COVID-19 hospitalizations remained at a near-record level Monday, even as more evidence suggests the omicron wave is beginning to subside in Maine.

On Monday, Maine reported 427 patients were hospitalized with COVID-19, compared to 429 on Saturday, the latest day data was released. The number of critical care patients decreased from 101 on Saturday to 100 on Monday.

While patients falling ill with the omicron variant have flooded hospitals in recent weeks, the number of intensive care patients has remained flat or declined slightly, tracking with the experience in other omicron-hit states and countries. The vast majority of patients in intensive care units, and most other hospitalized patients, are unvaccinated, according to health officials.

In one sign that the omicron wave may be ebbing, the number of positive tests submitted on regular weekdays to the Maine Center for Disease Control and Prevention declined last week after a sharp rise earlier this month.

The average number of positive tests dropped from 3,186 per day Jan. 10-14 to an average of 2,787 per day Jan. 17-21. The number of positive tests reflects changes in the rate of community spread, but not all tests will be confirmed as new cases.

Meanwhile, the town of Yarmouth released new wastewater data over the weekend showing another 40 percent decline in the presence of the virus from testing conducted on Jan. 17-18. That followed a 50 percent decline the previous week. The Portland Water District also has experienced steep declines of more than 50 percent in COVID-19 testing at its Westbrook and East End wastewater treatment plants.

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“This week’s further decline suggests that viral levels in Yarmouth’s wastewater may have peaked with the January 3-4 sample. Lower values in the coming weeks would confirm this,” the Yarmouth wastewater report said.

The wastewater testing reflects local conditions and results do not mean omicron infections are falling in every part of the state. The Maine CDC is expanding wastewater testing for COVID-19 to about 20 additional sites in the coming weeks, as wastewater data is near real-time and accurate. In comparison, case counts have become a less reliable measure of current trends, as a lag in reporting cases, lack of access to testing and more people using at-home tests are skewing the results.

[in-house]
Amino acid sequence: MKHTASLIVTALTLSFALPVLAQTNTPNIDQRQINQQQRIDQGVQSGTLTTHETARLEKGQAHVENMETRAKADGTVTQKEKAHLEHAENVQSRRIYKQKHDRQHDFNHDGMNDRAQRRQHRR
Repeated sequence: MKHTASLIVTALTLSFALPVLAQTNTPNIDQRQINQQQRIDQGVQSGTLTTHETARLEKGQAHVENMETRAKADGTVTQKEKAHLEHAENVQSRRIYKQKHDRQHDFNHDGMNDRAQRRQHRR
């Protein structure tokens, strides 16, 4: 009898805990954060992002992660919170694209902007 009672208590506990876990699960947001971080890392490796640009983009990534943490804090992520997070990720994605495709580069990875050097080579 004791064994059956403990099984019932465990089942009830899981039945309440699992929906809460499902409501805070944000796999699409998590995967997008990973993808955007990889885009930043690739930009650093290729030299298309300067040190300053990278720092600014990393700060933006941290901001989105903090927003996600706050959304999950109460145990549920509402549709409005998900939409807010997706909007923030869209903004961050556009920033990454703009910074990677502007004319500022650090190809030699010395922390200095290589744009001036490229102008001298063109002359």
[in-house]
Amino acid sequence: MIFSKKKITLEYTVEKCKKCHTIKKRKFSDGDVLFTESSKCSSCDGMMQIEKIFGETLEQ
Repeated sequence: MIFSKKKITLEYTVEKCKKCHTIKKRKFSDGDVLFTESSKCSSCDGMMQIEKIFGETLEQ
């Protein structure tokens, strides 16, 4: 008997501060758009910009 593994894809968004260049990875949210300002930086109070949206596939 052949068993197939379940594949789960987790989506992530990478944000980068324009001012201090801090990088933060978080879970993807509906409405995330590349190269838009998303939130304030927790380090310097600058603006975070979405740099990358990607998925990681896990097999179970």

“Wastewater data does not lie,” said Sheree Pagsuyoin, an associate professor at the University of Massachusetts Lowell’s Center for Pathogen Research & Training.

Each test costs about $350. The federal government will be picking up the cost of the $400,000 program at about 20 treatment plants across the state, once it starts up in a few weeks.

“It’s a very good predictor of cases occurring in community,” Pagsuyoin said.

Signs that the omicron wave may have peaked in Maine are consistent with falling infection rates elsewhere in the Northeast, as well as in other parts of the world. While the delta variant surge that started in the summer was more gradual and prolonged, the more contagious omicron strain has caused a much more rapid rise in cases and hospitalizations, followed by a sharp decline in infection rates.

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On the hospitalization front, Dr. Dora Anne Mills, chief health improvement officer for MaineHealth, the parent organization of Maine Medical Center in Portland and seven other Maine hospitals, said that the number of COVID-19 patients at hospitals is still near record highs, but the average severity of patients is reduced.

“The people who are hospitalized in general they are not as sick as they were before. Proportionally, fewer of them are ending up in the (intensive care unit),” Mills said, comparing the winter omicron wave with the fall delta surge and previous variants.

While hospital in-patients numbers continue to stay high, Mills said phones are “ringing off the hook” with people who are sick but don’t need hospital care.

“The demand has been on the outpatient side,” Mills said. “There’s a lot more people sick with omicron than with delta, but the vast majority of them are not needing to be hospitalized. People are calling, wanting to get tested, treated and advice on what to do.”

Mills said the best actions people can take to prevent the spread of COVID-19 is to get vaccinated if they haven’t already, get a booster shot if they haven’t yet received a booster and upgrade masks from cloth to surgical masks or higher-grade masks. If you still use a cloth mask, Mills advises wearing two layers.

About 72 percent of Maine people are fully vaccinated against COVID-19, and 42 percent have gotten their booster shot.

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